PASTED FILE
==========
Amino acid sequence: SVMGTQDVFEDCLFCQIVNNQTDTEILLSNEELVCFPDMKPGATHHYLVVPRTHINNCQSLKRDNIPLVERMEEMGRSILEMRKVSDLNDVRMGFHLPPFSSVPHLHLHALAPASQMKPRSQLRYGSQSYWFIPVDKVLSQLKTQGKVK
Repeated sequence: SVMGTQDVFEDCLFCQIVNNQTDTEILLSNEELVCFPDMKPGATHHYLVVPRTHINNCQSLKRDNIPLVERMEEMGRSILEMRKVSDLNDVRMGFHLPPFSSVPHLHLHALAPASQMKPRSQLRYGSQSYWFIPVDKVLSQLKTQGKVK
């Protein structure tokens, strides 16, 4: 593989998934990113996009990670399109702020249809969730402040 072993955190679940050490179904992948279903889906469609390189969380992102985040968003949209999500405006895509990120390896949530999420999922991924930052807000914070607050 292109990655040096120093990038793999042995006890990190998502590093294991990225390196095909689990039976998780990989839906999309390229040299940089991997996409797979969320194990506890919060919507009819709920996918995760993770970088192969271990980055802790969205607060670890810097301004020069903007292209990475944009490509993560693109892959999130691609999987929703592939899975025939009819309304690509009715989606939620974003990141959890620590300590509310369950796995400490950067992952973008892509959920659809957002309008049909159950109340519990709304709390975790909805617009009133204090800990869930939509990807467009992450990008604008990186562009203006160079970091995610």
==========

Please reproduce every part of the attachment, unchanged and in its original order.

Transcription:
Amino acid sequence: SVMGTQDVFEDCLFCQIVNNQTDTEILLSNEELVCFPDMKPGATHHYLVVPRTHINNCQSLKRDNIPLVERMEEMGRSILEMRKVSDLNDVRMGFHLPPFSSVPHLHLHALAPASQMKPRSQLRYGSQSYWFIPVDKVLSQLKTQGKVK
Repeated sequence: SVMGTQDVFEDCLFCQIVNNQTDTEILLSNEELVCFPDMKPGATHHYLVVPRTHINNCQSLKRDNIPLVERMEEMGRSILEMRKVSDLNDVRMGFHLPPFSSVPHLHLHALAPASQMKPRSQLRYGSQSYWFIPVDKVLSQLKTQGKVK
């Protein structure tokens, strides 16, 4: 593989998934990113996009990670399109702020249809969730402040 072993955190679940050490179904992948279903889906469609390189969380992102985040968003949209999500405006895509990120390896949530999420999922991924930052807000914070607050 292109990655040096120093990038793999042995006890990190998502590093294991990225390196095909689990039976998780990989839906999309390229040299940089991997996409797979969320194990506890919060919507009819709920996918995760993770970088192969271990980055802790969205607060670890810097301004020069903007292209990475944009490509993560693109892959999130691609999987929703592939899975025939009819309304690509009715989606939620974003990141959890620590300590509310369950796995400490950067992952973008892509959920659809957002309008049909159950109340519990709304709390975790909805617009009133204090800990869930939509990807467009992450990008604008990186562009203006160079970091995610």